magisterium , retaining some, rejecting others, without even being always obliged to condemn the latter. It can be proved, on the other hand, that, thus under- stood, tradition in the writings of Bossuet, and on his lips when he invokes it, does not exclude re- ligious progress, even if, perhaps, the former does not postulate the latter as a condition. And already, doubtless, it is beginning to be half seen that the true Bossuet, even in theology, even in his long combats with the heretics, was not the unbending, irreconcilable man he is commonly painted.

This will be still better seen if we reflect that a great writer is not always the man of his style. In his sermons as in his wTitings, it would be impossible to deny that Bo.ssuet has an imperious and au- thoritative style. He counsels nothing which he does not command, or which he does not impose; and to evePf'thing which he advances he communicates the character and force of a demonstration by his manner of expressing it. Not that many pages of a different tenor might not be cited from him, and some such will be found notably in liis " Uplifting of the Soul", his "Meditations", or his "Sermons for Festivals of the Virgin". But the habitual qual- ity of his style, for all that, remains, as we have said, imperious and authoritative, because it is in harmony with the nature of his mind, which demands first and foremost clearness, certainty, and order. It may be said of him that, seeing all things in their relation to Providence, he expresses nothing except under the aspect of eternity. A great poet in later times has said: "Qu'est-ce que tout cela qui n'est pas ^ternel", and, looked at in this light, there is a perfect agreement between the style and the thought of Bossuet. But as to his character the same thing cannot be said; here everj' testimony aUke shows us in this writer, whose accent seems to brook no con- tradiction, the most gentle, the most affable, and sometimes the most hesitating of men.

Such was the true Bossuet. In his life we cannot always find the daring of his eloquence, nor in his conduct the audacity of his reasoning. This great dominator of the ideas — one might even say of the intelligences — of his time siiffered himself to be dominated more than once by the thoroughly human dread of being disagreeable and, above all, of giving offence. "He has no joints", he himself said of one of the gentlemen of Port Royal who was somewhat lacking in flexibility; to which the in- dividual in question retort«d: "And as for him, you may tell him that he has no bones!" The strong, concise mot sums up all the reproaches that can be made against this great memory. Had his strength of character and his apostolic vigour equalled the force of his genius, he would have been a St. Augus- tine. Falling short of St. Augustine, a CathoUc and a Frenchman may be permitted to believe that it is still something rare, sometliing exalted among men to have been merely Jacques B^nigne Bossuet.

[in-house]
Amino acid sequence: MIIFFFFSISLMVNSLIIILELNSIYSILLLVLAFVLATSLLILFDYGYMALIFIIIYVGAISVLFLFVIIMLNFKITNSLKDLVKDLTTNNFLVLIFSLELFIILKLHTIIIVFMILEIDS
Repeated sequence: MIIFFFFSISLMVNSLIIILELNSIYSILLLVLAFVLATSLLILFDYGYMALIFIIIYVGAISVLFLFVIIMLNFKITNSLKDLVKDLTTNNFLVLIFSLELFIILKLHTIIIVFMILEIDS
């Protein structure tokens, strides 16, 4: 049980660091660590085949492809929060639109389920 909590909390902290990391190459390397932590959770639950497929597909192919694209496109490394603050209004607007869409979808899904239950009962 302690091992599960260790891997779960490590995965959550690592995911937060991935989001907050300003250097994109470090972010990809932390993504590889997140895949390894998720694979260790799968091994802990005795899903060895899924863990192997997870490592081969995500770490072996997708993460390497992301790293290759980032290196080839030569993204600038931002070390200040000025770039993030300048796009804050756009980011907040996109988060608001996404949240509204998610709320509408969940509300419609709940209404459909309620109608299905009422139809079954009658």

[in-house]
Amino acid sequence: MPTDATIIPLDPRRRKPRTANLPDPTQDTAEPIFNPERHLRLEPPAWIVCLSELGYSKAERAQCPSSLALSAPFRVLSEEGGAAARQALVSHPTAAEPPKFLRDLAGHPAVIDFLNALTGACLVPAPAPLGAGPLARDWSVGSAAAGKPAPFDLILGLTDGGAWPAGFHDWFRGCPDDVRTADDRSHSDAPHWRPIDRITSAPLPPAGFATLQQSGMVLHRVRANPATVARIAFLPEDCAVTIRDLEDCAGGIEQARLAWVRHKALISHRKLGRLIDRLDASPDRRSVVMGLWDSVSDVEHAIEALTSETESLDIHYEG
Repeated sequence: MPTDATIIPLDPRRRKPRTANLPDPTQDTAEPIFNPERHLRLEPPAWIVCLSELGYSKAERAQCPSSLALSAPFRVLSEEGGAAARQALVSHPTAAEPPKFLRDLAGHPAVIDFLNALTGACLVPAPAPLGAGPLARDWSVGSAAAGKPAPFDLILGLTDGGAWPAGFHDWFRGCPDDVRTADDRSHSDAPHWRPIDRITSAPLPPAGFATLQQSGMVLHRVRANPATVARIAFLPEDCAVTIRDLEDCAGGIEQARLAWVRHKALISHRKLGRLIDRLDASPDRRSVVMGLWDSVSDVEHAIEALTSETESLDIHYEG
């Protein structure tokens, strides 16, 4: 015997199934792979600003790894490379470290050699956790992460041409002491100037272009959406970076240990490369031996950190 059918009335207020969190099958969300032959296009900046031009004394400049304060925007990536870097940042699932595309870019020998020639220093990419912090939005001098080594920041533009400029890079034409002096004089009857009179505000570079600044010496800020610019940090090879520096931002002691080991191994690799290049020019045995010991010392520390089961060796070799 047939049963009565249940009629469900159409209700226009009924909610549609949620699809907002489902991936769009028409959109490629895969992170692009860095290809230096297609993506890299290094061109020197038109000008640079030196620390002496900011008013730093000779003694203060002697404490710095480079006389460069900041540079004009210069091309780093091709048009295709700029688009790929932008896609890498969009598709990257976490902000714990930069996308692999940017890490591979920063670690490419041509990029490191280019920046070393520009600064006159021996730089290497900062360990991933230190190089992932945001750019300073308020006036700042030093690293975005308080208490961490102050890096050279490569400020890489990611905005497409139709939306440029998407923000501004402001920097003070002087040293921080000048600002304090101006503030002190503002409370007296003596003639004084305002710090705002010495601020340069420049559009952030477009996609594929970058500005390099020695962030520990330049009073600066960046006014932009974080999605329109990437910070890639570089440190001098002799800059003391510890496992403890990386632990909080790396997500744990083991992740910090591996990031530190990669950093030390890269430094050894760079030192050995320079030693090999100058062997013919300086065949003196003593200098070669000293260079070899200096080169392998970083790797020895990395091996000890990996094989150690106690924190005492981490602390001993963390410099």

De Burig.n-y, Vie de Bossuet (1731); de Baus.set. Histaire de Bossuet (4 vols., 1814): Floquet, Etudes sur la vie de Bossuet (4 vols., 1855-70 — the-^e four volumes, unfortunately, do not go beyond 1681): Reaume. Histoire de Bossuet l3 vols.. 1869); Lanson. Bossuet (1890); Rebelliau in Grands f<-niain«  iran^ais; Bossuet; Journal de I'abbc Le Dieu (4 vols.. 1850-57 : Delmont, Auiour de Bossuet; Leb.\bcq. Histoire de la j/n^i- cation de Bossuet il8S8).

For an almost complete list of historical works and literary criticism which deal with Bo.ssuet, of. Bourseaud. Histoire et description des manuscrits et des editions originaUs dte ouvrages de Bossuet, with an indication of the translations of them, and of the writings which they occasioned at the time of their publication (Paris. 1897); Urbain in Bibliothique de bibliographies critiques (Paris, Soci^t^ des Etudes historiquest.

F. Brunetiebe.

Bost, Arxold. See Trithemius.

Boste (or, John. Venerable, priest and martjT, b. of good Catholic family at Dufton, in Westmoreland, about 1544; d. at Durham, 24 July, 1.594. He studied at Queen's College, Oxford, 1569-